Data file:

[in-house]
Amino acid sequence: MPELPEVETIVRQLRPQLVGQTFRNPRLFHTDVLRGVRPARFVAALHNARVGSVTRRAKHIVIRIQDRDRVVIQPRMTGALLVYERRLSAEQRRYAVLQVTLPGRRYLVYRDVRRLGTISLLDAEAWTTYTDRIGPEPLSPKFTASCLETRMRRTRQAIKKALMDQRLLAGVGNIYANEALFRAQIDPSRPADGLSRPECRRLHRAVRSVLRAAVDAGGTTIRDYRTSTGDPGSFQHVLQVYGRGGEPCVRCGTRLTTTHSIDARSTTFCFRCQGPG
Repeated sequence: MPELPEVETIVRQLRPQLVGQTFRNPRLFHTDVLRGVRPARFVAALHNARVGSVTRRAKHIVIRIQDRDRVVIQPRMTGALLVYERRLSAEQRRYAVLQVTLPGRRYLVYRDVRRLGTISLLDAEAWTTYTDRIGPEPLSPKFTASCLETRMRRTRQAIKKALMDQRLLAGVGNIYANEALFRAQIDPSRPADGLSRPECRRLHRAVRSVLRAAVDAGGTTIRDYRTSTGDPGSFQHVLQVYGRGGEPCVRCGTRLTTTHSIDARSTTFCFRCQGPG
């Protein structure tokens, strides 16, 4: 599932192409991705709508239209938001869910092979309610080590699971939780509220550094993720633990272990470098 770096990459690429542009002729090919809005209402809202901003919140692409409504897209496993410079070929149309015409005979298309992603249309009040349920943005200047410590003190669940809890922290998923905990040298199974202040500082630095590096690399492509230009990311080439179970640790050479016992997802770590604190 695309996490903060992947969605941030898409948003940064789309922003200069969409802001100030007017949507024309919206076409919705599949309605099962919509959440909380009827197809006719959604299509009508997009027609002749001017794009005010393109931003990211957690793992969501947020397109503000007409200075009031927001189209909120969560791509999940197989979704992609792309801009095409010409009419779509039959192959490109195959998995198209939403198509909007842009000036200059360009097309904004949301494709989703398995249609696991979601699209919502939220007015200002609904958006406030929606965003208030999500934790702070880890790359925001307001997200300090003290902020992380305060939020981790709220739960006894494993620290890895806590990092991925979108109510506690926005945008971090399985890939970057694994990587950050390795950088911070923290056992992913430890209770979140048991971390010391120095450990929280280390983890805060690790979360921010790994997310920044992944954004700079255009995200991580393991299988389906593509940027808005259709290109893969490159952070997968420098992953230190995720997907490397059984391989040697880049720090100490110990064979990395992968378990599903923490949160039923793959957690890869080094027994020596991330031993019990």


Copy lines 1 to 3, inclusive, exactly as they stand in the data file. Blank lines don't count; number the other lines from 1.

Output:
[in-house]
Amino acid sequence: MPELPEVETIVRQLRPQLVGQTFRNPRLFHTDVLRGVRPARFVAALHNARVGSVTRRAKHIVIRIQDRDRVVIQPRMTGALLVYERRLSAEQRRYAVLQVTLPGRRYLVYRDVRRLGTISLLDAEAWTTYTDRIGPEPLSPKFTASCLETRMRRTRQAIKKALMDQRLLAGVGNIYANEALFRAQIDPSRPADGLSRPECRRLHRAVRSVLRAAVDAGGTTIRDYRTSTGDPGSFQHVLQVYGRGGEPCVRCGTRLTTTHSIDARSTTFCFRCQGPG
Repeated sequence: MPELPEVETIVRQLRPQLVGQTFRNPRLFHTDVLRGVRPARFVAALHNARVGSVTRRAKHIVIRIQDRDRVVIQPRMTGALLVYERRLSAEQRRYAVLQVTLPGRRYLVYRDVRRLGTISLLDAEAWTTYTDRIGPEPLSPKFTASCLETRMRRTRQAIKKALMDQRLLAGVGNIYANEALFRAQIDPSRPADGLSRPECRRLHRAVRSVLRAAVDAGGTTIRDYRTSTGDPGSFQHVLQVYGRGGEPCVRCGTRLTTTHSIDARSTTFCFRCQGPG